In the Capital City, at night, Tomas treats a wounded resistance fighter. He makes his way through the troubled city to the railroad station. The next morning dawns bright at the rural Orellano hacienda, where Rosa welcomes her father’s former protégé, Aguilar. She tries to let him down gently: her father will not do as Aguilar hopes. Orellano joins them, and indeed, will not return to politics, not even to save the country from civil war. As she is preparing Rosa for the Festival Mass, Inez urges her to go to California with Tomas, but Rosa will not consider leaving her father. After Mass, Tomas finds the courage to ask Orellano for his daughter’s hand in marriage. Reluctantly, Orellano agrees. Celebration—and the action moves to the jungle, where Aguilar is urging Tadeo to help him seize power. Tadeo only agrees for the sake of his loyal men. The first job Aguilar has for Tadeo is to eliminate the only man who could unite the country. Tadeo realizes: Ah. The Senator with the beautiful daughter. The guerillas ravage the little town of Santa Teresa, to make it look like just another bandit raid. They then head for their real target: the Orellano hacienda. Orellano makes his household swear that they will not let Rosa fall into enemy hands. Whoever is the last one alive is to save two bullets: one for himself, one for Rosa. But Fate is cruel. Orellano himself is the last survivor. Badly wounded, he comes to the family chapel where Rosa is hiding. She swears she will avenge his death if he lets her live. Stunned by her courage, he relents, and dies as the guerillas burst in. Rosa knows what is coming, as they surround her—but Tadeo orders them out. Stop. Leave the girl for me. Tadeo saves Rosa from his men. But only for himself.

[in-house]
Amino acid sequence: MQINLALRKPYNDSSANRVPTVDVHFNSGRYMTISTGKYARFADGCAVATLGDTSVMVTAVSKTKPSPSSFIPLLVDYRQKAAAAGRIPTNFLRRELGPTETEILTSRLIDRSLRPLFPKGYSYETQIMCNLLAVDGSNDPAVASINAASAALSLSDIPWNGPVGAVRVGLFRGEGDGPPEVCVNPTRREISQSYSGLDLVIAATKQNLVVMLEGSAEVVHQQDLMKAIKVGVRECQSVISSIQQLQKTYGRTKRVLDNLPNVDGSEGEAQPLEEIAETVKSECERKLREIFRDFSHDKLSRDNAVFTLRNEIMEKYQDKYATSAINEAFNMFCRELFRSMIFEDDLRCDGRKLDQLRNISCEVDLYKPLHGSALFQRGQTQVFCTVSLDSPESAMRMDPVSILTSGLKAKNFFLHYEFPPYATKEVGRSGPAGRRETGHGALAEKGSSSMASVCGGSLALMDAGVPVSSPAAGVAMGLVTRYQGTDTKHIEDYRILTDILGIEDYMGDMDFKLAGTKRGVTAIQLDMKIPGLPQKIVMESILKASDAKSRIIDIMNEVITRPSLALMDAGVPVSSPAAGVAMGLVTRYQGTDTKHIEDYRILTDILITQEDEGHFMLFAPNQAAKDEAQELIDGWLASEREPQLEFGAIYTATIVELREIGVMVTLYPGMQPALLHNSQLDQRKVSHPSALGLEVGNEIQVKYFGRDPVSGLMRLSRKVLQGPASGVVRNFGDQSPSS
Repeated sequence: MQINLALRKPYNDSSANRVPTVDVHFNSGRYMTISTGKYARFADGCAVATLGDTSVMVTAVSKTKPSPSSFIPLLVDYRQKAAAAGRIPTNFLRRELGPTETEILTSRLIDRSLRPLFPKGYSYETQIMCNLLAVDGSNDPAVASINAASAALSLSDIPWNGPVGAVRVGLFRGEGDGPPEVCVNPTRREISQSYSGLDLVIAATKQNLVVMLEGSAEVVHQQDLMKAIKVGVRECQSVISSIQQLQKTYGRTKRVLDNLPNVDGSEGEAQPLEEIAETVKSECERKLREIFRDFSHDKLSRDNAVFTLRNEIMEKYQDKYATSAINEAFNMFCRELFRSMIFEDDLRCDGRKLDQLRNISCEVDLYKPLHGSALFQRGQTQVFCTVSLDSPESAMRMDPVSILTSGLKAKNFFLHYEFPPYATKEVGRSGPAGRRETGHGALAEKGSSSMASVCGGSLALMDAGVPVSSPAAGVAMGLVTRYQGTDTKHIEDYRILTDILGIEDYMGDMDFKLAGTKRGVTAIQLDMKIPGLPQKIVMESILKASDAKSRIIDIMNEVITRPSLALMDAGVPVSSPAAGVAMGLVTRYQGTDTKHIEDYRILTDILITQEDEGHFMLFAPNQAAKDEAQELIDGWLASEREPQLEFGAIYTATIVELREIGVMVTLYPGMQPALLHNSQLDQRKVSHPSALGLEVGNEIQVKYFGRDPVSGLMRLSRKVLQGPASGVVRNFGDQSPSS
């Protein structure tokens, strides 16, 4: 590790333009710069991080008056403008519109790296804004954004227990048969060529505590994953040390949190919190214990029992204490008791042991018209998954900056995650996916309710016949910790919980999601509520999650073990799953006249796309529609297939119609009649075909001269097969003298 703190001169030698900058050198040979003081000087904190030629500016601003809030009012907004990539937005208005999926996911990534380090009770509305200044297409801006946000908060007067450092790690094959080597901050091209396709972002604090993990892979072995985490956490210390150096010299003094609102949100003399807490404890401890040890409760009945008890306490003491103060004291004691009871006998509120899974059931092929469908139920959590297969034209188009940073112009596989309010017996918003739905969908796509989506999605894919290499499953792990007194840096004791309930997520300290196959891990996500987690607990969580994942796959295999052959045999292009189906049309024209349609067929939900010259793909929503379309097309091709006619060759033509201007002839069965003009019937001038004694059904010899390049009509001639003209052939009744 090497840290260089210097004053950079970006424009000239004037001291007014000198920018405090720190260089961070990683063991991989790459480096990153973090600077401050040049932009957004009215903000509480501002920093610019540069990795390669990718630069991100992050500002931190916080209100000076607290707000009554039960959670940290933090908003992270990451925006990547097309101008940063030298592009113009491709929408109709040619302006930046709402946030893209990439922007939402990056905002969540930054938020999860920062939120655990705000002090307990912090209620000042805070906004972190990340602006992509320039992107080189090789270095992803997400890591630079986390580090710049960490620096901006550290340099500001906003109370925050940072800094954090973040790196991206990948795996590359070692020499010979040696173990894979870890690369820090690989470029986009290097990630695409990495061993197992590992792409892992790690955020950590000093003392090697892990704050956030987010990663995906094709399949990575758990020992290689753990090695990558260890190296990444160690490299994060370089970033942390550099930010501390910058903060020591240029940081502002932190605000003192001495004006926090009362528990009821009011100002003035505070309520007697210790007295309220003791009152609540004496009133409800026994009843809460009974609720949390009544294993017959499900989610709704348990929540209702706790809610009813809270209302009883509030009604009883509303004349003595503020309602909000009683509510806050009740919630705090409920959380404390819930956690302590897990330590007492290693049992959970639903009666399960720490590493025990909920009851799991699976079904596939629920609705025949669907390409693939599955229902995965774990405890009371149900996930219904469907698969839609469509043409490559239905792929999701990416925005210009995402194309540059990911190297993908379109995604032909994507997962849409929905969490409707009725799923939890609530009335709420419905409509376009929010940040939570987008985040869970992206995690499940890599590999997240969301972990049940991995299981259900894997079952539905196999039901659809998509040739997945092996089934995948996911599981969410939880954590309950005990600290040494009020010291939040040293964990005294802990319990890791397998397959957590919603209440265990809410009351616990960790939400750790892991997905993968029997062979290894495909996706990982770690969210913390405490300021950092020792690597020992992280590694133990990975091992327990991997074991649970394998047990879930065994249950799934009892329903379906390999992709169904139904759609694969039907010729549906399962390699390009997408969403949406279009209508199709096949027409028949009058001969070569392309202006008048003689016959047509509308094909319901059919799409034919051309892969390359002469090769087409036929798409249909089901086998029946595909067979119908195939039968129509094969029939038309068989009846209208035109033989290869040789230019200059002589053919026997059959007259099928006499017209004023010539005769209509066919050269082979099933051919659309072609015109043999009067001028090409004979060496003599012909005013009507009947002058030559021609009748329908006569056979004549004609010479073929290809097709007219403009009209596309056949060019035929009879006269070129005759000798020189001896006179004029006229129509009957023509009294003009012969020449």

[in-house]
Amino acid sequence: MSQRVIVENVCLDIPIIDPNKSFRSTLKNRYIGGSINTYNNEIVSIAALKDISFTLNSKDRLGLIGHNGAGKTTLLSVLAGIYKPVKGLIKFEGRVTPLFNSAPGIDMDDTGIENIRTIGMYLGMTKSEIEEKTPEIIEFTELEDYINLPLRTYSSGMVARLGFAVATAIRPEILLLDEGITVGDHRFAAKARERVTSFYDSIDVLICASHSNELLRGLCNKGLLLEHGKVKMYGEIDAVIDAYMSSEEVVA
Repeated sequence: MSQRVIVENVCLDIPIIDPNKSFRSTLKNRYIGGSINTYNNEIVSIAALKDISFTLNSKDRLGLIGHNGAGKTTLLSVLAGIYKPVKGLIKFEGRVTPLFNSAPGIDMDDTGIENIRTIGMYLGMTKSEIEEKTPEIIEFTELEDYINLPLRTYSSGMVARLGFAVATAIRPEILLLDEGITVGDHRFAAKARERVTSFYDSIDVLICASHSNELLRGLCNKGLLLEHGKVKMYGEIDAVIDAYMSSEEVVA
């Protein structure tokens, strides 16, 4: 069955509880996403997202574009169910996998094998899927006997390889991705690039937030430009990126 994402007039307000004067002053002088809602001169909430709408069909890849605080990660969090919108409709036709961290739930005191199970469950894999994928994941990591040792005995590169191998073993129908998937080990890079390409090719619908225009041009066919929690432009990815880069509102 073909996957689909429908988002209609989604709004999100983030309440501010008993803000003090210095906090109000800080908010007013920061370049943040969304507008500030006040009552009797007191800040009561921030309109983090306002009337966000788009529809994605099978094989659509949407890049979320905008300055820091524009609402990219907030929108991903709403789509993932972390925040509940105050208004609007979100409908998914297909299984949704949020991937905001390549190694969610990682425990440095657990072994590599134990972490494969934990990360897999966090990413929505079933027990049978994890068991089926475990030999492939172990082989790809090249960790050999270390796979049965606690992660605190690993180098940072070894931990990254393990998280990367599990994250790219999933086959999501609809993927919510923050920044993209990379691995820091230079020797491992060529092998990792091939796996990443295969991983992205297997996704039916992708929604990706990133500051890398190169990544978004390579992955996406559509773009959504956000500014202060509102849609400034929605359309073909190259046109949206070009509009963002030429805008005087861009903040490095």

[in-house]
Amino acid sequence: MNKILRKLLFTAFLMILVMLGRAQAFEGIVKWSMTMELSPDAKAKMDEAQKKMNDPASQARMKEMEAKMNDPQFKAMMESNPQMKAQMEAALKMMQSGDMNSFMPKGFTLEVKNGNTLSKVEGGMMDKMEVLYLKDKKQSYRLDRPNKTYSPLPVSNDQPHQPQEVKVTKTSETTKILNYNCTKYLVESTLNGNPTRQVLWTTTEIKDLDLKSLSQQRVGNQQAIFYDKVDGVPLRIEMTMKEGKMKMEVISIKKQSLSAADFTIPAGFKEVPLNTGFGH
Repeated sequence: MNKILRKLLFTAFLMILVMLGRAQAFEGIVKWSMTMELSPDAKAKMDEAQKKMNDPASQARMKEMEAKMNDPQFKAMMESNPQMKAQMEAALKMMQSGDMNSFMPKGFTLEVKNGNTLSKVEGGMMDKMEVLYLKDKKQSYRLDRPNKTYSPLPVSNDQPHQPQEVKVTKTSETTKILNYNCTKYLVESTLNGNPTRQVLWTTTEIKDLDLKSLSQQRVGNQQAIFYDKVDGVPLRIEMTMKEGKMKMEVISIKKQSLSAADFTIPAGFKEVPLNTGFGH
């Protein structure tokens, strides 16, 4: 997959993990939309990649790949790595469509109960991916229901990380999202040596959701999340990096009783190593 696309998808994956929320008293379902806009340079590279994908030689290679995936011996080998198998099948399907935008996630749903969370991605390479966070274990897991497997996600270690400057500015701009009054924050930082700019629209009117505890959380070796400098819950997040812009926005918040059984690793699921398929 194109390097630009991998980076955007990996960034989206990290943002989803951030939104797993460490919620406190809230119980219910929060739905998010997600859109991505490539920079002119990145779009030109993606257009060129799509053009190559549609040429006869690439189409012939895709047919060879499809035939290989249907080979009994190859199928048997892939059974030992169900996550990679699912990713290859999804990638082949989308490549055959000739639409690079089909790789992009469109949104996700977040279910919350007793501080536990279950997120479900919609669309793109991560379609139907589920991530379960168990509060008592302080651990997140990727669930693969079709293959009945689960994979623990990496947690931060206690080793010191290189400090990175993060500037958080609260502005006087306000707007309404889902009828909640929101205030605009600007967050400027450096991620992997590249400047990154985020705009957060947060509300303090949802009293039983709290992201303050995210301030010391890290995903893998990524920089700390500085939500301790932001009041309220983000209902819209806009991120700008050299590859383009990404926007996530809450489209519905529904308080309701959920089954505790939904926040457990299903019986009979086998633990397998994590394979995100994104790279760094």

Act Two        
Rosa’s life is ruined, her home destroyed. She laments her beloved Papa. From the depths of her despair, Rosa summons the strength to step into her father’s shoes. In the Capital City, Aguilar gives a solemn eulogy for Senator Orellano, and promises peace and plenty. Inez is concerned at Rosa’s obsession with vengeance, but Rosa is implacable. General Tadeo Cespedes cannot forget the girl in the chapel, and what he did to her. Rosa haunts his waking hours, his sleepless nights. Over the months in which the Orellano hacienda re-emerges from its ashes, Rosa calls Tadeo to her. Her father’s spirit encourages her, supports her. Tadeo has no choice but to return to her for the merciful bullet. But, to her surprise as well as his, Rosa spares his life. She condemns him to live, and to suffer as she has suffered. And God grant you a long life yet. Tadeo tries to leave, but finds himself telling Rosa of his own past. He lost his own family to war, his mother and sisters violated, his home destroyed. He and his father fought on, and other men joined them, until at last they were left alone.Until he came to me. And the price of my peace was—what they did to us, I did to you. To his shame, he took his revenge on Rosa. The one person in the world he does not want to hurt. When he has gone, Rosa is confused to discover that she no longer hates him. She has been thinking about him so long, day in, day out, night after night—and still he is all she thinks about. It should be over. It is not over. She realizes what Inez has been warning her about. She returns to the family chapel, to commune with God. The God who commands us to love our enemies. How can she do that, and not hate herself? God is making her love Tadeo? Why? Must she lose her honor, her father, and her pride? Only when she sees that the answer must be yes does Rosa understand. This is not punishment for her pride, but her reward for her suffering. Tadeo has been unable to leave—he came to die, and has nowhere to go. He knows she hates him, and wants him to suffer as she suffered—and to his astonishment she tells him she forgives him. But the shade of Orellano is adamant. He demands his vengeance. She swore. Rosa pleads with him but he disowns her. You are no child of mine. Tomas returns after a long and dangerous journey—to find Rosa with Tadeo, his enemy. Rosa tries to reason with him, but he is beyond reason. He pulls out his gun to shoot Tadeo, but Rosa, in going to stop him, takes the bullet. She dies in Tadeo’s arms.

—Synopsis by Richard Sparks, librettist and director

Length: 02:30
Total Acts: 2
Contact: Not Available
Composer Web Site: http://www.leeholdridge.com/